Q: What are the advantages/disadvantages of contact lenses?
A: Advantages of contact lenses:
- Offer good peripheral (side) vision
- Reduce visual distortion that may occur with some eyeglasses
- Fit an active lifestyle
Disadvantages of contact lenses:
- They require more daily care than eyeglasses
- Some types require a short adaptation period
- You need to return to your optometrist more often for follow-up to maintain eye health
Q: Do contact lenses work for everyone?
A: There are many different types and styles of contact lenses that are an option for correcting most types of refractive error. But contact lenses are not for everyone. Ask your optometrist which contact lenses could be right for you.
Q: Why is it that even if you wear glasses or contacts, when you get below the water’s surface (wearing goggles), you can see almost normally?
A: Because of the higher refractive index of water, light travels more slowly and is bent more in water than in air. The effect is that nearsighted persons wearing goggles underwater can see more clearly than in air.
Q: Are glass lenses with a greater “base curve” likely to give sharper vision when I look through my glasses near the edges?
A: There are a number of factors which reduce the sharpness of vision of glass or plastic spectacle lenses. There are five specific problems, known as aberrations, which can be present with any wavelength or color of light. The base curve of lenses are chosen to reduce the two most important of these aberrations–oblique astigmatism and curvature of field. Changing the base curve of the lenses, either steeper or flatter, away from the ideal curve (or “corrected curve”) will increase these aberrations. In order to make lenses thinner, a flatter base curve is sometimes selected, but an aspheric surface is used to control the aberrations.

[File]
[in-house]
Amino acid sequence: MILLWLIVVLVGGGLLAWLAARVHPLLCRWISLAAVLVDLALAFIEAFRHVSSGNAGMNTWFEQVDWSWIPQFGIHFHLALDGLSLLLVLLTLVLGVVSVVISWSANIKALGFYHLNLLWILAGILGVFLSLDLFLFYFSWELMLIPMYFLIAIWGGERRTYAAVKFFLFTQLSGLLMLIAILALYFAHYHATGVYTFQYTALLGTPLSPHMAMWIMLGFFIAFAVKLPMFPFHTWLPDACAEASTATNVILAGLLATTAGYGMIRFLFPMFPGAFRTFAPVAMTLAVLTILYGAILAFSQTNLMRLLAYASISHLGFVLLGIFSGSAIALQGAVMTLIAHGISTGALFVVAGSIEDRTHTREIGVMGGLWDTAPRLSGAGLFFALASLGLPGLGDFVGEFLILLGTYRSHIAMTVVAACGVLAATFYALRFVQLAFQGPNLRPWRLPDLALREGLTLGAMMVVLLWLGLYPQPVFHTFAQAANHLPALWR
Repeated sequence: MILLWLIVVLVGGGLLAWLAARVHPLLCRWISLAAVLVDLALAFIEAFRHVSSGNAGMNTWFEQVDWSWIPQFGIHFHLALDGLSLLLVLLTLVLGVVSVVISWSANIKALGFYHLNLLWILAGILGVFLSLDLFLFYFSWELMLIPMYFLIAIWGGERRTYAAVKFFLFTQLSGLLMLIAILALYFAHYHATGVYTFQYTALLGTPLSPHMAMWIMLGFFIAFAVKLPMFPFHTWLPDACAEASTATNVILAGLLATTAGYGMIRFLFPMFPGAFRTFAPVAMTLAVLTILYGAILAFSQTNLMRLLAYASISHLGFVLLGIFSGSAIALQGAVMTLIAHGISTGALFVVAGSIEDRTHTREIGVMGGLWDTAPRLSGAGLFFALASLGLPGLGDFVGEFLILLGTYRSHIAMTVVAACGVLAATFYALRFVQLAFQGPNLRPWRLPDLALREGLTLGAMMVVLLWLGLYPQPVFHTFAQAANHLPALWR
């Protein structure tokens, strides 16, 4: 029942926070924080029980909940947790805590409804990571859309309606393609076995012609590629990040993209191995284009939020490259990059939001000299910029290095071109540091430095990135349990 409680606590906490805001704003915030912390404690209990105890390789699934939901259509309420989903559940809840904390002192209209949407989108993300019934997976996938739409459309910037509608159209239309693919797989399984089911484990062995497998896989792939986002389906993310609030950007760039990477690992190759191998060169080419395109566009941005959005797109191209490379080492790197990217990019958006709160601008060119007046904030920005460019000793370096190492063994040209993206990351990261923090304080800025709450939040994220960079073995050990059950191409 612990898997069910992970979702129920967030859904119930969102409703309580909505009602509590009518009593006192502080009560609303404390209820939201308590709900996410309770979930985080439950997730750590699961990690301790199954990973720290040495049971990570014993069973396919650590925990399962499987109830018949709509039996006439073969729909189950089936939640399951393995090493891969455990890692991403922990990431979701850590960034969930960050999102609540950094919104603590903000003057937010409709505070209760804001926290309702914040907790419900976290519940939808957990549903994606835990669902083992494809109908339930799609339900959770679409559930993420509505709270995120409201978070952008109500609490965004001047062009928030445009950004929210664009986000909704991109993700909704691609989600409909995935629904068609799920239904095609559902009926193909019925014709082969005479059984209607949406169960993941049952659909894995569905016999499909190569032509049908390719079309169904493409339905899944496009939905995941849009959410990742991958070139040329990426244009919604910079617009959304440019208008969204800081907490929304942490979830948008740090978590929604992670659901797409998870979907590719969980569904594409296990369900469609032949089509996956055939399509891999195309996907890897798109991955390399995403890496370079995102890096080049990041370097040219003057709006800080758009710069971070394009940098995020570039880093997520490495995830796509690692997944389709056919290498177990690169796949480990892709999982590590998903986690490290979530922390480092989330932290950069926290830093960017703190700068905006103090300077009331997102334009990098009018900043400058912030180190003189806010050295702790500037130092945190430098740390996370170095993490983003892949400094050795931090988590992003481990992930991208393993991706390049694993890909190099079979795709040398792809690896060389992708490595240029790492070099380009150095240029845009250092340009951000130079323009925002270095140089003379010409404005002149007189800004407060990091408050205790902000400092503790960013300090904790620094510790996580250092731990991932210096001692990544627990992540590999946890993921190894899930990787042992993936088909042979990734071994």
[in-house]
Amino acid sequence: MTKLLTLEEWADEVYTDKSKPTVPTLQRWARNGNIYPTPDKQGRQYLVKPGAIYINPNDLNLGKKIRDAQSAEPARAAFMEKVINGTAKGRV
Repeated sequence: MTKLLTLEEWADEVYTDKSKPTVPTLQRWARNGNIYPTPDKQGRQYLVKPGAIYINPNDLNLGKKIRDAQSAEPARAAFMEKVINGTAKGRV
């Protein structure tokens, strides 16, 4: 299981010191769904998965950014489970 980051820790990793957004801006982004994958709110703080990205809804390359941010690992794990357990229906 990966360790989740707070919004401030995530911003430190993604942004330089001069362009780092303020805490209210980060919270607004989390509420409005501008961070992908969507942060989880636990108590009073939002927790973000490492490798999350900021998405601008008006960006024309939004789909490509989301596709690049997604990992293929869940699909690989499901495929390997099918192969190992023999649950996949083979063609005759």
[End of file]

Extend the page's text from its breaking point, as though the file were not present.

Q: How do I know if I need bifocals?
A: The most common use of bifocals is for the treatment of presbyopia in individuals aged 40 and over. Whether or not a person has needed vision correction when younger, by the early to mid-forties, the ability to accommodate or focus the eyes has diminished. Bifocals allow the wearer to see clearly both at distance and near despite the reduced focusing ability. Bifocals may also be used to help align the eyes if a person tends to over-cross his or her eyes at near. If you are over 40 or have any difficulty performing tasks at near, ask your optometrist whether bifocals or no-line progressive addition lenses could be right for you.
Q: What should I look for when choosing a pair of sunglasses?
A: No matter what sunglass styles or options you choose, you should insist that your sunglasses:
- Block out 99-100 percent of both UV-A and UV-B radiation
- Screen out 75-90 percent of visible light (fashion tinted lenses usually do not meet this level)
- Are perfectly matched in color and are free of distortion and imperfection
- Have lenses that are gray, green, or brown (gray is recommended).